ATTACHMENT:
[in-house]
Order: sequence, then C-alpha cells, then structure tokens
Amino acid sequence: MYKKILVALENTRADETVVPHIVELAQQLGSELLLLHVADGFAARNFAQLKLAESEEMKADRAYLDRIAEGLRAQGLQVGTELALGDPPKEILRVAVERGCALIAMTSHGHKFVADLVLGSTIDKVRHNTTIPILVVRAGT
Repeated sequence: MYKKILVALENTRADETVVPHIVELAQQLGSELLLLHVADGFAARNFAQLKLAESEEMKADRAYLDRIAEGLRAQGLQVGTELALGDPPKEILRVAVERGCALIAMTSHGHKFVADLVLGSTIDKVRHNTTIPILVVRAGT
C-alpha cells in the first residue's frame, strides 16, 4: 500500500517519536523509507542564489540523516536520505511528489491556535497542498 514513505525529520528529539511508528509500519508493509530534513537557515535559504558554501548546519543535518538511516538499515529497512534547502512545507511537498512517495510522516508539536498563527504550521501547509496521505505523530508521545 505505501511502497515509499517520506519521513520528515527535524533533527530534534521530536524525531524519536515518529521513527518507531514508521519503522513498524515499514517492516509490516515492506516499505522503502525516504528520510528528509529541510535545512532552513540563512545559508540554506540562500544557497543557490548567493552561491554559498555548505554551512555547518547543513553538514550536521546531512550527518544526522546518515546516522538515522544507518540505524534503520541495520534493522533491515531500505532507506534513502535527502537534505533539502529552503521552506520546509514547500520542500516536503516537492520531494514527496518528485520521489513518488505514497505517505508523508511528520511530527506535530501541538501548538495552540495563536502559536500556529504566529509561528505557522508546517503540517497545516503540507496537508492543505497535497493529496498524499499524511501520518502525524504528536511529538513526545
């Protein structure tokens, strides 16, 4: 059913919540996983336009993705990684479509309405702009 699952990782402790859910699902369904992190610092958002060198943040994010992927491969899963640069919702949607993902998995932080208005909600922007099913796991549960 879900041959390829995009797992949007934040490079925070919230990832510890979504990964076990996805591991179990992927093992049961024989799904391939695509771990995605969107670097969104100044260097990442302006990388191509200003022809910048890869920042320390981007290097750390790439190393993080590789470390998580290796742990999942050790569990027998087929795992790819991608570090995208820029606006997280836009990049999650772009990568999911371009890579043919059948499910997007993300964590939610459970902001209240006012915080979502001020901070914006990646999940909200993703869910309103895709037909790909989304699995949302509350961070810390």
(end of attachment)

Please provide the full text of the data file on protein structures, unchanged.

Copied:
[in-house]
Order: sequence, then C-alpha cells, then structure tokens
Amino acid sequence: MYKKILVALENTRADETVVPHIVELAQQLGSELLLLHVADGFAARNFAQLKLAESEEMKADRAYLDRIAEGLRAQGLQVGTELALGDPPKEILRVAVERGCALIAMTSHGHKFVADLVLGSTIDKVRHNTTIPILVVRAGT
Repeated sequence: MYKKILVALENTRADETVVPHIVELAQQLGSELLLLHVADGFAARNFAQLKLAESEEMKADRAYLDRIAEGLRAQGLQVGTELALGDPPKEILRVAVERGCALIAMTSHGHKFVADLVLGSTIDKVRHNTTIPILVVRAGT
C-alpha cells in the first residue's frame, strides 16, 4: 500500500517519536523509507542564489540523516536520505511528489491556535497542498 514513505525529520528529539511508528509500519508493509530534513537557515535559504558554501548546519543535518538511516538499515529497512534547502512545507511537498512517495510522516508539536498563527504550521501547509496521505505523530508521545 505505501511502497515509499517520506519521513520528515527535524533533527530534534521530536524525531524519536515518529521513527518507531514508521519503522513498524515499514517492516509490516515492506516499505522503502525516504528520510528528509529541510535545512532552513540563512545559508540554506540562500544557497543557490548567493552561491554559498555548505554551512555547518547543513553538514550536521546531512550527518544526522546518515546516522538515522544507518540505524534503520541495520534493522533491515531500505532507506534513502535527502537534505533539502529552503521552506520546509514547500520542500516536503516537492520531494514527496518528485520521489513518488505514497505517505508523508511528520511530527506535530501541538501548538495552540495563536502559536500556529504566529509561528505557522508546517503540517497545516503540507496537508492543505497535497493529496498524499499524511501520518502525524504528536511529538513526545
């Protein structure tokens, strides 16, 4: 059913919540996983336009993705990684479509309405702009 699952990782402790859910699902369904992190610092958002060198943040994010992927491969899963640069919702949607993902998995932080208005909600922007099913796991549960 879900041959390829995009797992949007934040490079925070919230990832510890979504990964076990996805591991179990992927093992049961024989799904391939695509771990995605969107670097969104100044260097990442302006990388191509200003022809910048890869920042320390981007290097750390790439190393993080590789470390998580290796742990999942050790569990027998087929795992790819991608570090995208820029606006997280836009990049999650772009990568999911371009890579043919059948499910997007993300964590939610459970902001209240006012915080979502001020901070914006990646999940909200993703869910309103895709037909790909989304699995949302509350961070810390």